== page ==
A conventional photocoupler of the type shown in Figure 1 of the patent application suffers from two particular problems. The first problem, "problem 1", is related to the fact that the layers of transparent resin 6 and the layer of opaque resin 7 generally have different coefficients of expansion. This causes changes in surrounding temperature to lead to differential expansion or contraction, the generation of stresses in the device and, ultimately, the cracking of one of the resin layers. The second problem, "problem 2", is that there is also a difference in the coefficient of expansion of the light emitting chip 1 and that of the light-transmissive resin 6. This difference in thermal expansion coefficients again means that heating or cooling of the photo-coupler device causes stress, in particular in the light-emitting chip 1, ultimately leading to failure of the light-emitting chip.
Problem 1 has conventionally been addressed by adding filler to the light-transmissive resin 6 in order to alter its coefficient of expansion. In the prior art, for instance document D3, it is known to add up to 70% by weight of filler in order to reduce the difference between the coefficient of expansion of the light-transmissive resin and that of the opaque resin. Also document D1 discloses in paragraph  to mix filler in the translucent resin but nowhere specifies a numerical value for the filler concentration.
It is acknowledged that document D1 also refers to problem 2 and offers two ways to solve this problem, but neither of these relates to selecting the filler concentration of the light transmissive resin: paragraph  of D1 proposes to carry out "silicone conversion" on the light-transmissive resin which, according to paragraph , changes the cross-linking density and thereby reduces the contraction of the translucent resin at low temperatures. The second solution to problem 2 proposed in D1, at paragraph , is to make the light-transmissive resin absorb moisture when it is hardening. This again has the effect of reducing the cross-linking density in the resin and reduces its glass transition temperature.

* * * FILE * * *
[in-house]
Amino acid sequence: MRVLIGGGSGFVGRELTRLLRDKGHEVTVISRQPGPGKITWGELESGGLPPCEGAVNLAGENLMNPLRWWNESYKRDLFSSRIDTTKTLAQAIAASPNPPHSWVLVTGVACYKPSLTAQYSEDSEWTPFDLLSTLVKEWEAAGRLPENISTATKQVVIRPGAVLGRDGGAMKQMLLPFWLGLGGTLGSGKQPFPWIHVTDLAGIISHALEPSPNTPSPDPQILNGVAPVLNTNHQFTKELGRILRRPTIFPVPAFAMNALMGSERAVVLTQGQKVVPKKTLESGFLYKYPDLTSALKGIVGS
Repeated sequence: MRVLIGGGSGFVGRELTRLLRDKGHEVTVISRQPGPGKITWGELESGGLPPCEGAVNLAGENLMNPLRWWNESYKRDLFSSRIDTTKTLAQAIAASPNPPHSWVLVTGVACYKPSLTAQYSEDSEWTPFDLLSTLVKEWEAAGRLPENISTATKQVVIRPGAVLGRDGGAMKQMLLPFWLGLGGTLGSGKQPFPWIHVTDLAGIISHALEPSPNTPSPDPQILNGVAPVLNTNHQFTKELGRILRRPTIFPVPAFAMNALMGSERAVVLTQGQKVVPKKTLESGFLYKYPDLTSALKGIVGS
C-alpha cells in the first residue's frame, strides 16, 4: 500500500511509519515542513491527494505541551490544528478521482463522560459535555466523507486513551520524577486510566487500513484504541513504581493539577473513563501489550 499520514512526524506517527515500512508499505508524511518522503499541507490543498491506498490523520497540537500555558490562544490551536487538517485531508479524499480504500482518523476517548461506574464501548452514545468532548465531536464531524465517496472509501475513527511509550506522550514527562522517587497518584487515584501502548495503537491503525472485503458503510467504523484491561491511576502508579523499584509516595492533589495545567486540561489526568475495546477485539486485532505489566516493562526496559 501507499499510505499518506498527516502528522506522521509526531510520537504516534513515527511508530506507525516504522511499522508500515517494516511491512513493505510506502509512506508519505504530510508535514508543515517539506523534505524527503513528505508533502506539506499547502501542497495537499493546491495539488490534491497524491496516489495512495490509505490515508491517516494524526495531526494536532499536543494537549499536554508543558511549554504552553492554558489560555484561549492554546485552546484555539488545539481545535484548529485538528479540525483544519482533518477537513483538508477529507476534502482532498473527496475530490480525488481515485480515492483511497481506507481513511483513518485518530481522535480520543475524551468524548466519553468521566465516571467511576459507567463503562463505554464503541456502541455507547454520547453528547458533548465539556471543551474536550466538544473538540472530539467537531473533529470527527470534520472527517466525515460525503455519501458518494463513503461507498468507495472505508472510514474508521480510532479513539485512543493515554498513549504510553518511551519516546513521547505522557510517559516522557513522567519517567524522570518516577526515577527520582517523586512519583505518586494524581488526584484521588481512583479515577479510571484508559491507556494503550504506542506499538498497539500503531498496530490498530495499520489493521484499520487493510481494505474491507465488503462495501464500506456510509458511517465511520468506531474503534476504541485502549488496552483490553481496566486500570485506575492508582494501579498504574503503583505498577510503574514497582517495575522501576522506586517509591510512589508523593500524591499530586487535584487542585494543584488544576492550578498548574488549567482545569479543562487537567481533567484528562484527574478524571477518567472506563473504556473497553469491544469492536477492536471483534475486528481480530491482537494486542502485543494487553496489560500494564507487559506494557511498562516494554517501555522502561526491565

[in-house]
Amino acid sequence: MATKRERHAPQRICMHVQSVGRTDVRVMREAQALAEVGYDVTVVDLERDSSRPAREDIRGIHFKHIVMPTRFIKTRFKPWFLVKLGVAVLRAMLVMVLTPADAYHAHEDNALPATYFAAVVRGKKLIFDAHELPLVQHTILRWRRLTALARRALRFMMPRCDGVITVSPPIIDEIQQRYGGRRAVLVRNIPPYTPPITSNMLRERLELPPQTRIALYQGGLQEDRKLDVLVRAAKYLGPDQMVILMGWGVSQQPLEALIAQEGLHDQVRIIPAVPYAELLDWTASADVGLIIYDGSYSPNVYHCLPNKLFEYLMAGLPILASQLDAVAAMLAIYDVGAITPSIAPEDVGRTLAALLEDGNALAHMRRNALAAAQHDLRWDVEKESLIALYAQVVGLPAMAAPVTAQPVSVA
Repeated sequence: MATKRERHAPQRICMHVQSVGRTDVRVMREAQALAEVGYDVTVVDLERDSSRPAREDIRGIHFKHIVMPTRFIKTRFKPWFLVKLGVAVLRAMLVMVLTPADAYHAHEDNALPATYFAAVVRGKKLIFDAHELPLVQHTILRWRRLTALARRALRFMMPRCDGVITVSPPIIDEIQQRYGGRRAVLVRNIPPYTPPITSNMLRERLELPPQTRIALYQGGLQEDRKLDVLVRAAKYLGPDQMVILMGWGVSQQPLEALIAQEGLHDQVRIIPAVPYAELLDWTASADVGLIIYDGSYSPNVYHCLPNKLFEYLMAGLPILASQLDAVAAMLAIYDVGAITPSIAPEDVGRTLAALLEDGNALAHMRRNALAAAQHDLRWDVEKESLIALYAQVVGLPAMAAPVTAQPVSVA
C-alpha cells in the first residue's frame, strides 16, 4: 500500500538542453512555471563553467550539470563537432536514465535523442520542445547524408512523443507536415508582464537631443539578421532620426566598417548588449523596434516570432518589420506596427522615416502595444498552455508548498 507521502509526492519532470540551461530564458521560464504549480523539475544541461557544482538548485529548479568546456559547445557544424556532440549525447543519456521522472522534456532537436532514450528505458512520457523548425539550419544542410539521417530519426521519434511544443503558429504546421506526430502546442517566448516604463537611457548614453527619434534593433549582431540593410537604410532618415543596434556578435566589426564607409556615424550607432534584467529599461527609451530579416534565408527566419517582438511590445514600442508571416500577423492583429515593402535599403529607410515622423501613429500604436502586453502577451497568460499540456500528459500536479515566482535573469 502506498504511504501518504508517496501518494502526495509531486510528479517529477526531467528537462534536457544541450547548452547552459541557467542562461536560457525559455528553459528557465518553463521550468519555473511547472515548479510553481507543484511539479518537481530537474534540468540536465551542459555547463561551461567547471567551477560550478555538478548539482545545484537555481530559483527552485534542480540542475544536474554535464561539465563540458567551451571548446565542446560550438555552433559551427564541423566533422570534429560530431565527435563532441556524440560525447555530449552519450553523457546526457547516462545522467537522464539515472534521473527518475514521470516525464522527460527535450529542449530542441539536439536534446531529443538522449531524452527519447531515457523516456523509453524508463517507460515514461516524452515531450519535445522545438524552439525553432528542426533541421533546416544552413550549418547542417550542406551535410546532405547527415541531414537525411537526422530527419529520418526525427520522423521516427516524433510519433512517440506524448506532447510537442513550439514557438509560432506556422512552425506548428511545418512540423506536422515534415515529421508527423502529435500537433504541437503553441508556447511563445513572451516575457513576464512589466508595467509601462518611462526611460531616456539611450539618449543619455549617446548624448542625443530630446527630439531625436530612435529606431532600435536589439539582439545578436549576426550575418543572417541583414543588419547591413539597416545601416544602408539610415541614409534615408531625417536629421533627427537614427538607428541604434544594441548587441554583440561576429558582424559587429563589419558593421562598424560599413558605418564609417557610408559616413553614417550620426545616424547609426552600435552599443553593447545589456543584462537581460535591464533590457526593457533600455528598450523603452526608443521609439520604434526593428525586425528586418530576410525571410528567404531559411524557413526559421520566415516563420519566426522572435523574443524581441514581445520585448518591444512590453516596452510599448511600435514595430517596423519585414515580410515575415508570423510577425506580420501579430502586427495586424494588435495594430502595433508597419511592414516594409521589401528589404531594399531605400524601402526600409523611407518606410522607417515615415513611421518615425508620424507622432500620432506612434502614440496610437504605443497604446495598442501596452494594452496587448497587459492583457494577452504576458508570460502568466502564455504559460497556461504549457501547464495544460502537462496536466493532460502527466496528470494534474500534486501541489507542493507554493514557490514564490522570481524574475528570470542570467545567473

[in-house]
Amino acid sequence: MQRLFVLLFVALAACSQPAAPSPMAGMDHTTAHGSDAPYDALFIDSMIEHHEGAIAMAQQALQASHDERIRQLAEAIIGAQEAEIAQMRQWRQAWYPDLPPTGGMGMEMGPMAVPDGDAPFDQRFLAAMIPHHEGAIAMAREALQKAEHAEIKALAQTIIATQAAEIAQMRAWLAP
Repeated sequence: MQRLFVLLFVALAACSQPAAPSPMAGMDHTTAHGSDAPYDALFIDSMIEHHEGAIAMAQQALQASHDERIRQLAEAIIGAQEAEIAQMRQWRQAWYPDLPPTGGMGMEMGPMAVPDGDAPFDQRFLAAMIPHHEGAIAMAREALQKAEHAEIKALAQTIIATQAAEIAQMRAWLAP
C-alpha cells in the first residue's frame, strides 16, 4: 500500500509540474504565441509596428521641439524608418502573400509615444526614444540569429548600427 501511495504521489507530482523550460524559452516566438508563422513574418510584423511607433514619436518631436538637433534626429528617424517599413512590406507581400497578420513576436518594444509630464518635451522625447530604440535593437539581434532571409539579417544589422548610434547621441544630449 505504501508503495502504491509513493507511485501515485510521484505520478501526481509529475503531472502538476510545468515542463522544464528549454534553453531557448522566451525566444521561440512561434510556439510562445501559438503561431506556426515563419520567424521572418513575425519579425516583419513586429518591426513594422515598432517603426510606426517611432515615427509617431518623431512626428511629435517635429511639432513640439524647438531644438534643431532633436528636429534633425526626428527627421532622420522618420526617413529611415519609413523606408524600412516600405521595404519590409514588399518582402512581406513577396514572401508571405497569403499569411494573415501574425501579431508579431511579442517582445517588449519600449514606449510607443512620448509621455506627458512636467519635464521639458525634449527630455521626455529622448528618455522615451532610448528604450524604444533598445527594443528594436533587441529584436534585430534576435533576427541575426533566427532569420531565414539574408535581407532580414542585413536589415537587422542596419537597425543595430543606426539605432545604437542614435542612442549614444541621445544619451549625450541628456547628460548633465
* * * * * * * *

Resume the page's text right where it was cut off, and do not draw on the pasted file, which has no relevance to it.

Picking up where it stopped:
Thus, for solving problem 1 of D1, a skilled person selecting the amount of filler material for the translucent resin would naturally have followed the known teaching and selected a filler content of around 70% per weight, consistent with the teaching of D3, and would have had no reason to deviate from this known teaching. What is absent from the cited prior art is any suggestion that "problem 2" could be solved simply by choice of an appropriate filler concentration for the translucent resin. In particular, the only document addressing this second problem, document D1, offers two completely different solutions. The further documents D2, D4 and D5 do not relate to this problem at all.